Are you ready to get your build on?? My room was looking quite barren for lack of furniture, and my alarm clock was just hanging out on the floor, so I decided that it was about time to build a DIY Nightstand or two. I decided to build my own to save money and the plans I used can be found here. Although, I will warn you, those plans do forget about a few key pieces of wood in the cut list, and I modified mine a bit, so I’m going to show you how I built it here and provide you with my own cut list.
- SIDES: 6 pieceS of 1×2 lumber – 10 1/2″ long, 6 pieces of 1×4 lumber – 8 3/4″ long, 2 pieces of 2×2 lumber, 10 1/2″ long
- LEGS: 4 pieces of 2×2 lumber – 26 1/4″ long
- BACK: 1 piece 1/8″ tempered hardboard –
- SUPPORTS: 4 pieces of 2×2 lumber – 11 1/4″ long, 1 piece of 1/4″ plywood – 8 3/4″x14 1/4″ long
- LOWER SHELF: 3 pieces of 1×4 lumber – 14 1/4″ long, 2 pieces of 1×2 lumber – 11 1/4″ long
- TABLETOP: 3 pieces of 1×6 lumber – 16 1/4″ long
- DRAWER: 2 pieces of 1/2″ plywood – 5 5/8″x12″ long, 2 pieces – 5 5/8″ x11″ long, 1 piece tempered hardboard – 10 1/2″x13″ long , 1 piece 1×6 lumber, 11 1/2″ long
- Wood glue
- Miter saw (or you can have Home Depot or Lowes cut it for you like I did)
- Clamps, if you’ve got them
- 1 1/4″ screws
- 2″ screws
- 1/2″ screws
- Kreg jig and Kreg drill bit, if you’ve got them
- drawer knob
- measuring tape
**NOTE:** If you do have someone at Home Depot or Lowes make your cuts for you, make sure they’re making the cuts on the correct side of the line they use to make the measurement, not on the line. The saw doesn’t just slice two pieces of wood apart, it actually takes out the width of the saw blade from the wood. So, even an 8th of an inch can throw off the measurement of your nightstand and make it slightly wobbly. Some workers there know this, but I’ve had experience with others that either don’t know it or don’t really care. So check their work!
First you’re going to start by building your sides. If you’ve got a Kreg jig begin by drilling pocket holes in each end of 4 pieces of your 10 1/2″ 1×2’s. If you’re planning on doing more building I would definitely recommend making the investment and getting a Kreg jig. If you don’t have one, you can still complete this project although putting your tabletop and bottom shelf together can be a little tricky. To remedy this you might consider making your tabletop and bottom out of a solid piece of wood but you may need access to a saw and it may be a little more expensive, unless you’ve got some wood on hand already.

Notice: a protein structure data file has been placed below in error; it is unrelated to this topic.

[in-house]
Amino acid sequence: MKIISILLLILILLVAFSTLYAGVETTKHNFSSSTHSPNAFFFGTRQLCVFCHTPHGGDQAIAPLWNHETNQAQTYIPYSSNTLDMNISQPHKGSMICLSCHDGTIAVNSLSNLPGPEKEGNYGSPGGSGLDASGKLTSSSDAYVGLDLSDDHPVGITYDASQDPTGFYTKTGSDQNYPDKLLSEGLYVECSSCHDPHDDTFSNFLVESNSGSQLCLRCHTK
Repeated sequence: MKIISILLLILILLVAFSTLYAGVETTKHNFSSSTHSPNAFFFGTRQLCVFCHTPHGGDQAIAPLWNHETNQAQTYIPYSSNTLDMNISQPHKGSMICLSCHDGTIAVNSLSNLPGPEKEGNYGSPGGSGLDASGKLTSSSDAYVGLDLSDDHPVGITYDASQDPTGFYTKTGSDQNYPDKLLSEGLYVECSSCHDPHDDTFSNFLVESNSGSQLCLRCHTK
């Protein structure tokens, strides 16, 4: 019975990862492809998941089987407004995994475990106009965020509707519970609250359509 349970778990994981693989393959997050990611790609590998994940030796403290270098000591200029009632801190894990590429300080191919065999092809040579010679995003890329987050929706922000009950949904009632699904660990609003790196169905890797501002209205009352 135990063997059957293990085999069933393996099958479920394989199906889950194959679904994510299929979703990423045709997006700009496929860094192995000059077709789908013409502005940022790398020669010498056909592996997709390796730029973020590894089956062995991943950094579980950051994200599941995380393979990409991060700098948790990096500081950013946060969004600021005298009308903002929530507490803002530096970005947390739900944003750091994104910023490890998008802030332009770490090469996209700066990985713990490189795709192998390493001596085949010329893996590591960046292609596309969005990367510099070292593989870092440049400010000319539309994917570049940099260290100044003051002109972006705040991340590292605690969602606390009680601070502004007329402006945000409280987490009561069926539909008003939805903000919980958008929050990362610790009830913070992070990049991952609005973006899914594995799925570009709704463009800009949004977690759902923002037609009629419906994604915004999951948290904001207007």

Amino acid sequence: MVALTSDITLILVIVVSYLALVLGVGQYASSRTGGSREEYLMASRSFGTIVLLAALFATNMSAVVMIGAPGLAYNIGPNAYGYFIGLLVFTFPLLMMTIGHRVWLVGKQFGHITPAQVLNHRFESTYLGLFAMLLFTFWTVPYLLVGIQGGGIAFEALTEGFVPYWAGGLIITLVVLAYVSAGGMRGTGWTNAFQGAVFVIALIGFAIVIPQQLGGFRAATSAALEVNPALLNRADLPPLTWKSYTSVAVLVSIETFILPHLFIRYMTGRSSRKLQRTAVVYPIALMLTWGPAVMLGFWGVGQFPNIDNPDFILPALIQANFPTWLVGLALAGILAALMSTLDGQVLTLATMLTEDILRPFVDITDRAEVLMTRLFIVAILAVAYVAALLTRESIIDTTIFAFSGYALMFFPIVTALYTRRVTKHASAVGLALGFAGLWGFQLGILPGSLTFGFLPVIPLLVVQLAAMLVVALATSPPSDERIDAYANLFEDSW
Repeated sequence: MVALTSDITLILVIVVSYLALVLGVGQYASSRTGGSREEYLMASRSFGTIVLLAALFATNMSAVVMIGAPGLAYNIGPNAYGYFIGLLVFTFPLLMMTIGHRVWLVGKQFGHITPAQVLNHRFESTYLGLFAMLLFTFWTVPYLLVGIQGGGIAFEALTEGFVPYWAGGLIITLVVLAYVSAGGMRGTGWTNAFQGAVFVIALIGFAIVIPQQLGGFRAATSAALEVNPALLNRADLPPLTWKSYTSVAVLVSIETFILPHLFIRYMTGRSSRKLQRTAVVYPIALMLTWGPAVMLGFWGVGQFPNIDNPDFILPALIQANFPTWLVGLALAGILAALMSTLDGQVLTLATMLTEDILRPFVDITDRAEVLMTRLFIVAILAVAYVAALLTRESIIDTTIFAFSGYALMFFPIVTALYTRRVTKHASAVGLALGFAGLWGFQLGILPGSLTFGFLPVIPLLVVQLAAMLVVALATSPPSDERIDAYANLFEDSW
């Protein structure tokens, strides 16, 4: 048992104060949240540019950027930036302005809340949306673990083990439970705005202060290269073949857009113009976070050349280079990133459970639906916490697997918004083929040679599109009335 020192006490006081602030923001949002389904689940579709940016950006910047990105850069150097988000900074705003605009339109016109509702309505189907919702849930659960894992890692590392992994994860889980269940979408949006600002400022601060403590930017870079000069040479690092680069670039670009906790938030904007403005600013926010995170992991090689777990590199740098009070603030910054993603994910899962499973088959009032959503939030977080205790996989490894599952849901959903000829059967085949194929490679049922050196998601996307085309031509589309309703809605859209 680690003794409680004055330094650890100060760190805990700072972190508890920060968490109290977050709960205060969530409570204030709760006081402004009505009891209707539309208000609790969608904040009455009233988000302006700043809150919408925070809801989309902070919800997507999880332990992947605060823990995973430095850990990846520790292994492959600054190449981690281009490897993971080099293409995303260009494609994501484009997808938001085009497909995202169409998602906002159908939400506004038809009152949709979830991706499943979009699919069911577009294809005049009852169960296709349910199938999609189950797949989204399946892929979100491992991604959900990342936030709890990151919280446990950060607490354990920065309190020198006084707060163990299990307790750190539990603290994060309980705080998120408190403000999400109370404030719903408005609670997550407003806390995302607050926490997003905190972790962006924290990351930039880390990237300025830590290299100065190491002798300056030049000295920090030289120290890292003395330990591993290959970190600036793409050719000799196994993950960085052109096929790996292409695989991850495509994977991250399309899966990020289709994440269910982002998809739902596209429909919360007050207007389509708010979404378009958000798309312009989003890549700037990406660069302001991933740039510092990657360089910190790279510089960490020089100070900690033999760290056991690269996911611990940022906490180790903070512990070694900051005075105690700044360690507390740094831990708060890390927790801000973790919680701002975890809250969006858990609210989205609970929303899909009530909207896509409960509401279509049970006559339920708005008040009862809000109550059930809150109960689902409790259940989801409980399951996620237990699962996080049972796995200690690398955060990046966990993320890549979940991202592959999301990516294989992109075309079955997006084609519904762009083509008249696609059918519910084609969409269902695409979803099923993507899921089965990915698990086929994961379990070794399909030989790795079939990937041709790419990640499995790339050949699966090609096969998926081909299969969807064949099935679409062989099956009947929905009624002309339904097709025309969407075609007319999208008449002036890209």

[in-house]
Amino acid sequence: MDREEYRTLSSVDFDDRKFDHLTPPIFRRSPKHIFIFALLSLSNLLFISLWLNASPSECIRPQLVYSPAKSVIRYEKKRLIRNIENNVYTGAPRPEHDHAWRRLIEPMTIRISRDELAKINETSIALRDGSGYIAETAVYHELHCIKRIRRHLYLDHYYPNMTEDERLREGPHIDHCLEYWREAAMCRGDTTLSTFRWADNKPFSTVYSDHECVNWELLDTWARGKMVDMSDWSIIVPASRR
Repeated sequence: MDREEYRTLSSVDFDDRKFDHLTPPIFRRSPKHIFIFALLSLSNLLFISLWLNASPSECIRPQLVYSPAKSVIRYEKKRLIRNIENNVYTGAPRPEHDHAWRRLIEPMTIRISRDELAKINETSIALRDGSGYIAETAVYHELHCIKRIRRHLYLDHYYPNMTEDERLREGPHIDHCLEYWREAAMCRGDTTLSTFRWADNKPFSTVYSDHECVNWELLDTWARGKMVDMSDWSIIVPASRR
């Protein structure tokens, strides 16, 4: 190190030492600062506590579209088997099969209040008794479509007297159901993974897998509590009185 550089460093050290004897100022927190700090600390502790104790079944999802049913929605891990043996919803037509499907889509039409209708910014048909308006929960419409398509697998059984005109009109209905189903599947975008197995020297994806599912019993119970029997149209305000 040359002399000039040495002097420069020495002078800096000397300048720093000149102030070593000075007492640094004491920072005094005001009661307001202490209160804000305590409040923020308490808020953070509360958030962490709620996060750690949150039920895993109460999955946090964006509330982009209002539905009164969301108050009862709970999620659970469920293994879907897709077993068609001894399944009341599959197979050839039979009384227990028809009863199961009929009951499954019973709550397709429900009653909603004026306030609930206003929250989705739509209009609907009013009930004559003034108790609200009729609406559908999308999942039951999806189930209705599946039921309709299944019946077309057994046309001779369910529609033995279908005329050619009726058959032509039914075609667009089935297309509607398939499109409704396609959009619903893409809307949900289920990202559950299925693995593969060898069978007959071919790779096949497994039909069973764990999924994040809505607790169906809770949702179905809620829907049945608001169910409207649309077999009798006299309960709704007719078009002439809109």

Glue together three 1×4’s. Secure with a clamp if you’ve got one.
Screw a 1×2 onto the top and bottom of the boards with 1 1/4″ screws. Make two of these.
Next, glue one of the sides and screw on your 26 1/4 2×2’s.
Repeat with all 4 sides. This part is where it’s especially important to get each side as square as possible, otherwise you’ll end up with a wobbly nightstand. Make sure you’re working on a flat surface and that all legs lay flat on the table.
Next, measure 3 inches from the bottom on all 4 of the legs. This is the mark you’ll use to put the supports in for the lower shelf.
If you’ve got a jig, drill pocket holes in the ends of two 10 1/2″ 2×2’s.
Use the marks you made, add glue, and screw in your 2×2’s. If you don’t have a kreg jig, drill two pilot holes on the legs where you want your screws to go, then screw in your supports from the outside in with 2″ screws. You’ll want to bury the nail head deep enough that you can cover it with some wood filler. I had to do this later on and I’ll show you what I mean.
Next, grab your 4 2×2’s that are 11 1/4″ long. Drill pocket holes on each end.
Glue and attach to one of the sides using pocket holes, or coming in from the back side with a 2″ screw.
Now, attach the two sides together. This is also an important part that you’ll want to make sure is square.